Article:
This year’s budget is $72.2 million in the red. That’s according to the legislature’s nonpartisan budget office.

The projections, released late Monday evening by the Office of Fiscal Analysis, show the deficit has increased $65.1 million since a December special session to mitigate future budget deficits.

That’s on top of what budget analysts believe will be a $507 million shortfall in fiscal year 2017, which means when the General Assembly reconvenes in just two weeks they will need to work to resolve a nearly $580 million deficit.

Legislative analysts said part of the reason for the deficit is that Gov. Dannel P. Malloy’s administration hasn’t identified the $46.5 million in savings it promised to identify as part of the December special session. That, and a decline in personal income tax receipts and a $38.3 million increase in spending were cited as the reasons for this year’s deficit.

Just last week, Malloy’s budget office projected the state was running a $7.1 million deficit this fiscal year.

Senate Republican Leader Len Fasano, R-North Haven, said the governor’s Office of Policy and Management needs to “specify in writing exactly why their projection is $65 million less than the Office of Fiscal Analysis.”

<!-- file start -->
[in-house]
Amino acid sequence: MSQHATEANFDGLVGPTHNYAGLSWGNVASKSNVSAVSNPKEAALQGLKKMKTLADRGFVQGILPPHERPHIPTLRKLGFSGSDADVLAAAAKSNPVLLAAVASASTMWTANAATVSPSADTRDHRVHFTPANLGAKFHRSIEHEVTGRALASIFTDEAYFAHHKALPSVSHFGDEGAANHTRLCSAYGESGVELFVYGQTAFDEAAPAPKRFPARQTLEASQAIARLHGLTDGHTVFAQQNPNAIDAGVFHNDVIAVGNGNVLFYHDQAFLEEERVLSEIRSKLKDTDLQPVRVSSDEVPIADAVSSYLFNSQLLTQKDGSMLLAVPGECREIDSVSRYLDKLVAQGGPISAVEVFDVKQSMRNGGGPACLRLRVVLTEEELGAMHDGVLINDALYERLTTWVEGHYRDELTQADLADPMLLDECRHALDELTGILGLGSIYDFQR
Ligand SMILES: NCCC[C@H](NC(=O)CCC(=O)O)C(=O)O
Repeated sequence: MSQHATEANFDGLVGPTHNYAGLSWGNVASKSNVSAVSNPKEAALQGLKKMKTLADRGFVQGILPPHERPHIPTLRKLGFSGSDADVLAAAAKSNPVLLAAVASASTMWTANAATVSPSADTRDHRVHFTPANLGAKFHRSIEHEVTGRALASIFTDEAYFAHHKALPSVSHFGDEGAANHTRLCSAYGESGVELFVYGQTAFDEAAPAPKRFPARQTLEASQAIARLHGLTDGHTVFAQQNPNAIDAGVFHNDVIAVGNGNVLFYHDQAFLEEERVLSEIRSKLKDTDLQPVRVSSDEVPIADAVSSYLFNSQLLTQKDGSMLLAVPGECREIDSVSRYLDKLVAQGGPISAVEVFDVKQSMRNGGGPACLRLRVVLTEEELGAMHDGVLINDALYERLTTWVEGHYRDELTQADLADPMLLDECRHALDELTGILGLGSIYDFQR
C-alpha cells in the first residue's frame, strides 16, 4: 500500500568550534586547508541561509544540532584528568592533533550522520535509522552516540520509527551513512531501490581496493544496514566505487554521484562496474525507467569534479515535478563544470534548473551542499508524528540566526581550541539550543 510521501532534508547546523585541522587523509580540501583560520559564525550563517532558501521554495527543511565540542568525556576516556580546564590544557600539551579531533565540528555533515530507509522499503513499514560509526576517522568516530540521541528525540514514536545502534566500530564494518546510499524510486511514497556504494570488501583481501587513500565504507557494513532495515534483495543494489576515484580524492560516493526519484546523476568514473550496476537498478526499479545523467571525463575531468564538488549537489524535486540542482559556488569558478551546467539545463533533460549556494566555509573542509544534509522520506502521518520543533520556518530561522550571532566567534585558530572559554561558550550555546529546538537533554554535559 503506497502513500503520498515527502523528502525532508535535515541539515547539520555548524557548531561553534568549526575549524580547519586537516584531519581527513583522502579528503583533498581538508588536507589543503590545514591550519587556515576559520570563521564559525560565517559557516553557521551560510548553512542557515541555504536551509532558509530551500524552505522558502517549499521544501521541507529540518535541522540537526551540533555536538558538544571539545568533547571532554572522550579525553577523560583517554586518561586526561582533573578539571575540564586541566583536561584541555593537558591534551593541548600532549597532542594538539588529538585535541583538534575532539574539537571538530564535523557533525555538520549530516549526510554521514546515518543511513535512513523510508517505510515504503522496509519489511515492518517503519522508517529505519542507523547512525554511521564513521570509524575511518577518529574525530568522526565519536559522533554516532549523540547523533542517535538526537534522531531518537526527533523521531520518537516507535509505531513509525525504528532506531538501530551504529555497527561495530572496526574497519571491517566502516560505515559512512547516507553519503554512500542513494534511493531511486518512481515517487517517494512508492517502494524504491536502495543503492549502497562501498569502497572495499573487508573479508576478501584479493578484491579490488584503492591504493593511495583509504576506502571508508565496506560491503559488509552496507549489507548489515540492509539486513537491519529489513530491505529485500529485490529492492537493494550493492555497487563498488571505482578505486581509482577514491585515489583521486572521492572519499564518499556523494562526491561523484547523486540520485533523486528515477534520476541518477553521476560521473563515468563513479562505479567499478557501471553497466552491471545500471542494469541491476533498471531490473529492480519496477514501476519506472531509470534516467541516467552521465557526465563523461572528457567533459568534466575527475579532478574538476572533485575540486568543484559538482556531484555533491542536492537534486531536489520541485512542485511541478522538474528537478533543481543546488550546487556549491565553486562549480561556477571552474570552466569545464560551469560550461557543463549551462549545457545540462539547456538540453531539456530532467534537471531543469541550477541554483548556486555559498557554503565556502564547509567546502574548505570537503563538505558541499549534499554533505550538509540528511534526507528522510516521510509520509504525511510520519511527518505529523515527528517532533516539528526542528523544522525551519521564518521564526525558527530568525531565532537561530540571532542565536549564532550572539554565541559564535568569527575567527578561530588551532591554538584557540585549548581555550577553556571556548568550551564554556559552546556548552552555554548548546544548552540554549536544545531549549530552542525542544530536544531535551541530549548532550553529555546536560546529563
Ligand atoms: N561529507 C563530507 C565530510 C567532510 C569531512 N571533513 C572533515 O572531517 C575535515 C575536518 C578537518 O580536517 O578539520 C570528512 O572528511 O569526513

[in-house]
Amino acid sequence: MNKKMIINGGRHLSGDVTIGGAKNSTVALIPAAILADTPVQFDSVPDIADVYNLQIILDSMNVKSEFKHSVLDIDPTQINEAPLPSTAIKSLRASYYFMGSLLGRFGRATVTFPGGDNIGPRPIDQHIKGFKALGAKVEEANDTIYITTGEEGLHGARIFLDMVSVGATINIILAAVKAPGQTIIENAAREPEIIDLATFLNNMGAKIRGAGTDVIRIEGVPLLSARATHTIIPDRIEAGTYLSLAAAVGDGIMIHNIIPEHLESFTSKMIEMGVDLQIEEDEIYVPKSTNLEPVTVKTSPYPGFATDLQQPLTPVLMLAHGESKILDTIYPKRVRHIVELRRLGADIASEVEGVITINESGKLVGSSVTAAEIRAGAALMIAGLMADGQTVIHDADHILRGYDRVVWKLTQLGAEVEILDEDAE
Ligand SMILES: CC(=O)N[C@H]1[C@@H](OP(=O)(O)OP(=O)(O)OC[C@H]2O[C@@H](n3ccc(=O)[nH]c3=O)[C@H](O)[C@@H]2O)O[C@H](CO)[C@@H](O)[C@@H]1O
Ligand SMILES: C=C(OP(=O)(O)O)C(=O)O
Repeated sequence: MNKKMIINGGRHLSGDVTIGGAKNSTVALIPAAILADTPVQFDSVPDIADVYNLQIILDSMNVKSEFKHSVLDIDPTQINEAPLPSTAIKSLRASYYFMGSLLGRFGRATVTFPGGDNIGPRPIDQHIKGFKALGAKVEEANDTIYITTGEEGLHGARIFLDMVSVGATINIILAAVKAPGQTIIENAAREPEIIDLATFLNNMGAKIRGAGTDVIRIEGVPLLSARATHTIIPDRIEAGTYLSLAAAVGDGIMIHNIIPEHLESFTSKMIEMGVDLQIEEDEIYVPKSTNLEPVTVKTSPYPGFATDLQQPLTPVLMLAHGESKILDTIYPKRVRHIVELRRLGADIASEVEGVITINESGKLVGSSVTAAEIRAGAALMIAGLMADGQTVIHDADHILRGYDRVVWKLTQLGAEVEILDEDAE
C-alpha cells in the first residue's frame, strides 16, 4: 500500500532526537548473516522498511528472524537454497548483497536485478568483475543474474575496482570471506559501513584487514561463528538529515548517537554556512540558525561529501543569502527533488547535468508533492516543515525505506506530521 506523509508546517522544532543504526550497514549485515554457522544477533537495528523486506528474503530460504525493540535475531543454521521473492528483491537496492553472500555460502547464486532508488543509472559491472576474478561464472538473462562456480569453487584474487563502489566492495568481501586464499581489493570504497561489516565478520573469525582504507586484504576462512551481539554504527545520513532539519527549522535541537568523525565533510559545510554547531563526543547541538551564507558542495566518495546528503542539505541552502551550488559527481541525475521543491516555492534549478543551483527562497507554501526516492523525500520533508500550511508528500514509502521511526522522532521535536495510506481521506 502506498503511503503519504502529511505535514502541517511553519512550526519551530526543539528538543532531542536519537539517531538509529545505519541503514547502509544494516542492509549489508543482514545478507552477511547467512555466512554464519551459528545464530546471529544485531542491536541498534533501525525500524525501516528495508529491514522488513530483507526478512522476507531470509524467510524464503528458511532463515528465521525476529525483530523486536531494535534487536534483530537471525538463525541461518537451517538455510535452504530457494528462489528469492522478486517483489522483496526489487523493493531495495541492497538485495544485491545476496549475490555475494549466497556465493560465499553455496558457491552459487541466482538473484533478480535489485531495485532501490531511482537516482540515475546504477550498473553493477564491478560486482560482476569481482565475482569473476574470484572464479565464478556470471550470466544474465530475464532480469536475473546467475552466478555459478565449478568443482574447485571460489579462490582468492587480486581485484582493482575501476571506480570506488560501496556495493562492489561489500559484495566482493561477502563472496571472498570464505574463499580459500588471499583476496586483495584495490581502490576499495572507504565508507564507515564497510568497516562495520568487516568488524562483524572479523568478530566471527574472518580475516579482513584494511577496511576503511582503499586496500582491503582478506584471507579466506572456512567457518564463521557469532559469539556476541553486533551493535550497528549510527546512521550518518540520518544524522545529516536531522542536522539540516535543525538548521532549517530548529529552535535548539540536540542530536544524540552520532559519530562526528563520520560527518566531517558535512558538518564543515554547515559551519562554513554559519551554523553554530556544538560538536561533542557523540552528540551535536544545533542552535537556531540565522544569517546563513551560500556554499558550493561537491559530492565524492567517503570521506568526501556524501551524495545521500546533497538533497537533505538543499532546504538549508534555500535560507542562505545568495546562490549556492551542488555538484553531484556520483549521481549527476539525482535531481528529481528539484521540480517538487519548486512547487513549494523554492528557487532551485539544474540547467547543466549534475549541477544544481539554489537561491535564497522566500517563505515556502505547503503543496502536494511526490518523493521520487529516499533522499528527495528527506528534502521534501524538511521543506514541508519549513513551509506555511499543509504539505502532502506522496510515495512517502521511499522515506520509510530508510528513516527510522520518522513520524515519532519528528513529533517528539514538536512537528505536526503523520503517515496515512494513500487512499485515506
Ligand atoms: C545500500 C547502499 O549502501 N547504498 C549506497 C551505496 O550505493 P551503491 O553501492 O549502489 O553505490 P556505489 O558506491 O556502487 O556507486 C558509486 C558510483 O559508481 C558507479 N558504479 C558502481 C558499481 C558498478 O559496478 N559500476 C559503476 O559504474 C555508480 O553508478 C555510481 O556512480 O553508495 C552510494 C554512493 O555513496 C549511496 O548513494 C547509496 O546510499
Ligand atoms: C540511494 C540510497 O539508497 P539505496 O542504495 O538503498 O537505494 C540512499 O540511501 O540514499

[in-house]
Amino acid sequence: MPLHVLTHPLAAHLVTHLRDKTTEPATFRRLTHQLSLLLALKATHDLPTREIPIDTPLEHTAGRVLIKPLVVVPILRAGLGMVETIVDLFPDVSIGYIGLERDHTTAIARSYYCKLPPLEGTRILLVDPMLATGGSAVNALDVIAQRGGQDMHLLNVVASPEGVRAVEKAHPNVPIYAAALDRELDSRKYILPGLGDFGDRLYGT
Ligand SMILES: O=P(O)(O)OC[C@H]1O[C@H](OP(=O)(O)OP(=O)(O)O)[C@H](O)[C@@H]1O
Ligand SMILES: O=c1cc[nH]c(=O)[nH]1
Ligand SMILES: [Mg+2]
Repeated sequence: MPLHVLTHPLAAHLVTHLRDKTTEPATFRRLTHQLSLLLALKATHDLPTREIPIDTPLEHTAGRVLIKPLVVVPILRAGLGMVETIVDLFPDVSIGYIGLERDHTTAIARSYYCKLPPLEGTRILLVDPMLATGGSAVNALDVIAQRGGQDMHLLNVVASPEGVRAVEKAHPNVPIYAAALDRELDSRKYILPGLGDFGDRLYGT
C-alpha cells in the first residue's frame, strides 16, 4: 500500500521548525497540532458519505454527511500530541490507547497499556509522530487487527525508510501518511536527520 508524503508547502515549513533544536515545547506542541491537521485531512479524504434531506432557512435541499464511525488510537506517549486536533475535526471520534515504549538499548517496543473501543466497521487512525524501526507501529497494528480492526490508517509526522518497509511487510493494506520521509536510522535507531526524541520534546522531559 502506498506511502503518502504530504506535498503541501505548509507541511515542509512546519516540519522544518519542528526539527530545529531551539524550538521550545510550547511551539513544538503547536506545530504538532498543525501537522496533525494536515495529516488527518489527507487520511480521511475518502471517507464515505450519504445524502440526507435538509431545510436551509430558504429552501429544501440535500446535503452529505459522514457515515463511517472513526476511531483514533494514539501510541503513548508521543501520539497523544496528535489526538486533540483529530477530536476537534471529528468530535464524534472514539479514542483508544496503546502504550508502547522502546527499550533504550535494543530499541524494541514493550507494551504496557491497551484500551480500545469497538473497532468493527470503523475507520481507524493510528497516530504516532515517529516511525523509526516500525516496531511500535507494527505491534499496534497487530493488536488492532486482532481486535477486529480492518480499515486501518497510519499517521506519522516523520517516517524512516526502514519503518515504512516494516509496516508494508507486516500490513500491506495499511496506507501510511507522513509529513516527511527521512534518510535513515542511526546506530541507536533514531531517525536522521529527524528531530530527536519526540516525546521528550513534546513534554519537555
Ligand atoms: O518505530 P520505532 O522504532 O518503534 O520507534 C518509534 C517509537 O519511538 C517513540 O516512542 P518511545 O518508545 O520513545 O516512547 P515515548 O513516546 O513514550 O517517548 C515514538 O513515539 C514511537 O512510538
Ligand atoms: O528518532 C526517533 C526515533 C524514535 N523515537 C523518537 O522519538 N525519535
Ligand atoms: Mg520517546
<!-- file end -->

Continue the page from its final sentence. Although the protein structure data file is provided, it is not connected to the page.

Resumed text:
He added that it’s unsettling to see such a huge discrepancy between “an objective non-partisan office and the governor’s partisan staff. It raises questions that need to be answered.”

House Minority Leader Themis Klarides, R-Derby, warned that there’s not even enough money in the Rainy Day Fund to cover the two-year deficit estimate of $580 million.

“The Rainy Day Fund won’t cover it; We are already in a fiscal drought,” she said. “This should be a warning signal as we begin the next legislative session as we craft laws and consider what we do.”

But the governor’s budget office and House Speaker Brendan Sharkey were not worried that the problem was insurmountable.

“The world is changing and we’re going to need to take the tough but necessary steps to change with it,” Gian-Carl Casa, undersecretary for legislative affairs, repeated Monday. “Households need to curb spending when necessary, and so does government.”

Sharkey said the hard work of balancing the budget will begin in earnest on Feb. 3.

“Whether the governor’s or legislature’s projections are more on target, when the session convenes next week, and the governor delivers his proposed adjustments, the challenge of ensuring the state budget is in balance begins in earnest,” Sharkey said. “An important part of that challenge is bringing more predictability and sustainability to the overall budget over time, and encouraging more regional approaches to local governing that increase efficiencies, lower property taxes, and reduce the need for state subsidies.”

The Senate Democratic caucus did not respond to Monday’s deficit figures.

State Comptroller Kevin Lembo will certify the budget numbers Feb. 1.